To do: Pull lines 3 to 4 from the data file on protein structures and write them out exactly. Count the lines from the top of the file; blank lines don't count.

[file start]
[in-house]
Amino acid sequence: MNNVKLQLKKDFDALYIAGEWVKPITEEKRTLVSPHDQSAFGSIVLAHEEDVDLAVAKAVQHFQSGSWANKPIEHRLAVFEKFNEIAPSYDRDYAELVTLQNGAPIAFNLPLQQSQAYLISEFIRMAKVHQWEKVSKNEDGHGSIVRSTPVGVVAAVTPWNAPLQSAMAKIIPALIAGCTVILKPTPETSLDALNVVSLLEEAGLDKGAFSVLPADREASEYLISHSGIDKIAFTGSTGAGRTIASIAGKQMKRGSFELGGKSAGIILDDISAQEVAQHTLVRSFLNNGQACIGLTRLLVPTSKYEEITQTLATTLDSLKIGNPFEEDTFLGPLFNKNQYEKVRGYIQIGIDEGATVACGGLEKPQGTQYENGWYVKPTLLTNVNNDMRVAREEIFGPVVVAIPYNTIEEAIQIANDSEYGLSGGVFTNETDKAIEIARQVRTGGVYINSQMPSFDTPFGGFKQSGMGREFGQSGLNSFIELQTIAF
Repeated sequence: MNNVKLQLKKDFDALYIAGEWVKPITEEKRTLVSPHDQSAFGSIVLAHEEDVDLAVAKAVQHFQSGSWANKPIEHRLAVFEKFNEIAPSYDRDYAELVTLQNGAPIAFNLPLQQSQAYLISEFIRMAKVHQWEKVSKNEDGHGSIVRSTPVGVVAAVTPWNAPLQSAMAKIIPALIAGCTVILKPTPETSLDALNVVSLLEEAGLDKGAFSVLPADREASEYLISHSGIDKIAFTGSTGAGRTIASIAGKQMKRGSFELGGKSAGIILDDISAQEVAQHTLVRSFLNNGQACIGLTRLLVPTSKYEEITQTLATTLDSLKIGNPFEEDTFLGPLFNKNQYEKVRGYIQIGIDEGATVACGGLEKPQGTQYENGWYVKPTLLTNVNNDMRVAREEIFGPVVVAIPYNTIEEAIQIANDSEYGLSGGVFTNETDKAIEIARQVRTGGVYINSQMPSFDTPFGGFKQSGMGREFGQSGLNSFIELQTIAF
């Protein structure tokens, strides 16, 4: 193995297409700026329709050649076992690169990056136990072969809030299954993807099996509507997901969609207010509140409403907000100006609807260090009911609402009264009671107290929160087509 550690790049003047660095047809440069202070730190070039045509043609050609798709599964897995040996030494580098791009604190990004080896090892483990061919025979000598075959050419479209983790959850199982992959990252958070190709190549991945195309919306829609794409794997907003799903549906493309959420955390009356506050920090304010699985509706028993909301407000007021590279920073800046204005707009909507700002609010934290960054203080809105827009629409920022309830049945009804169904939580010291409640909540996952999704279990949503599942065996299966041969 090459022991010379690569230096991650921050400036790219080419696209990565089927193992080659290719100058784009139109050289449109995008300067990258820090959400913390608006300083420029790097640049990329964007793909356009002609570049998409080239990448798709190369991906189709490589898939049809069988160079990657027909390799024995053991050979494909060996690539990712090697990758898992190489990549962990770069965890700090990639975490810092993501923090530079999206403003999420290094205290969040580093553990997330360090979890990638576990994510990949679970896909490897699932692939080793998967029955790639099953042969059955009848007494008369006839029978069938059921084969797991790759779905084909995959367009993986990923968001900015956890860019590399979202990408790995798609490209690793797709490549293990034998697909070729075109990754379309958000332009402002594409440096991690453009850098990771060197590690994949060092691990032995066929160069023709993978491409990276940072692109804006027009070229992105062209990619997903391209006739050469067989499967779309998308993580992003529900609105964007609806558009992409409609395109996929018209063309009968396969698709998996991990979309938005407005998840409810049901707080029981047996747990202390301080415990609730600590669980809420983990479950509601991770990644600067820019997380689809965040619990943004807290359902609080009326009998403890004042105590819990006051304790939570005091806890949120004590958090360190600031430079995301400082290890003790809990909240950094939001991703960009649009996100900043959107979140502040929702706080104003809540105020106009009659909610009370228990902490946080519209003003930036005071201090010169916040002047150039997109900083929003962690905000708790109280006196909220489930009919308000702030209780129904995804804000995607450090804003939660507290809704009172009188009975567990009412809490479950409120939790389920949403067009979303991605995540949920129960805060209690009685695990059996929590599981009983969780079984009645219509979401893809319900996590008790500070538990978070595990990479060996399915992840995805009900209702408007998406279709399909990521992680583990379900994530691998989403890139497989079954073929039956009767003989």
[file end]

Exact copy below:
Repeated sequence: MNNVKLQLKKDFDALYIAGEWVKPITEEKRTLVSPHDQSAFGSIVLAHEEDVDLAVAKAVQHFQSGSWANKPIEHRLAVFEKFNEIAPSYDRDYAELVTLQNGAPIAFNLPLQQSQAYLISEFIRMAKVHQWEKVSKNEDGHGSIVRSTPVGVVAAVTPWNAPLQSAMAKIIPALIAGCTVILKPTPETSLDALNVVSLLEEAGLDKGAFSVLPADREASEYLISHSGIDKIAFTGSTGAGRTIASIAGKQMKRGSFELGGKSAGIILDDISAQEVAQHTLVRSFLNNGQACIGLTRLLVPTSKYEEITQTLATTLDSLKIGNPFEEDTFLGPLFNKNQYEKVRGYIQIGIDEGATVACGGLEKPQGTQYENGWYVKPTLLTNVNNDMRVAREEIFGPVVVAIPYNTIEEAIQIANDSEYGLSGGVFTNETDKAIEIARQVRTGGVYINSQMPSFDTPFGGFKQSGMGREFGQSGLNSFIELQTIAF
């Protein structure tokens, strides 16, 4: 193995297409700026329709050649076992690169990056136990072969809030299954993807099996509507997901969609207010509140409403907000100006609807260090009911609402009264009671107290929160087509 550690790049003047660095047809440069202070730190070039045509043609050609798709599964897995040996030494580098791009604190990004080896090892483990061919025979000598075959050419479209983790959850199982992959990252958070190709190549991945195309919306829609794409794997907003799903549906493309959420955390009356506050920090304010699985509706028993909301407000007021590279920073800046204005707009909507700002609010934290960054203080809105827009629409920022309830049945009804169904939580010291409640909540996952999704279990949503599942065996299966041969 090459022991010379690569230096991650921050400036790219080419696209990565089927193992080659290719100058784009139109050289449109995008300067990258820090959400913390608006300083420029790097640049990329964007793909356009002609570049998409080239990448798709190369991906189709490589898939049809069988160079990657027909390799024995053991050979494909060996690539990712090697990758898992190489990549962990770069965890700090990639975490810092993501923090530079999206403003999420290094205290969040580093553990997330360090979890990638576990994510990949679970896909490897699932692939080793998967029955790639099953042969059955009848007494008369006839029978069938059921084969797991790759779905084909995959367009993986990923968001900015956890860019590399979202990408790995798609490209690793797709490549293990034998697909070729075109990754379309958000332009402002594409440096991690453009850098990771060197590690994949060092691990032995066929160069023709993978491409990276940072692109804006027009070229992105062209990619997903391209006739050469067989499967779309998308993580992003529900609105964007609806558009992409409609395109996929018209063309009968396969698709998996991990979309938005407005998840409810049901707080029981047996747990202390301080415990609730600590669980809420983990479950509601991770990644600067820019997380689809965040619990943004807290359902609080009326009998403890004042105590819990006051304790939570005091806890949120004590958090360190600031430079995301400082290890003790809990909240950094939001991703960009649009996100900043959107979140502040929702706080104003809540105020106009009659909610009370228990902490946080519209003003930036005071201090010169916040002047150039997109900083929003962690905000708790109280006196909220489930009919308000702030209780129904995804804000995607450090804003939660507290809704009172009188009975567990009412809490479950409120939790389920949403067009979303991605995540949920129960805060209690009685695990059996929590599981009983969780079984009645219509979401893809319900996590008790500070538990978070595990990479060996399915992840995805009900209702408007998406279709399909990521992680583990379900994530691998989403890139497989079954073929039956009767003989």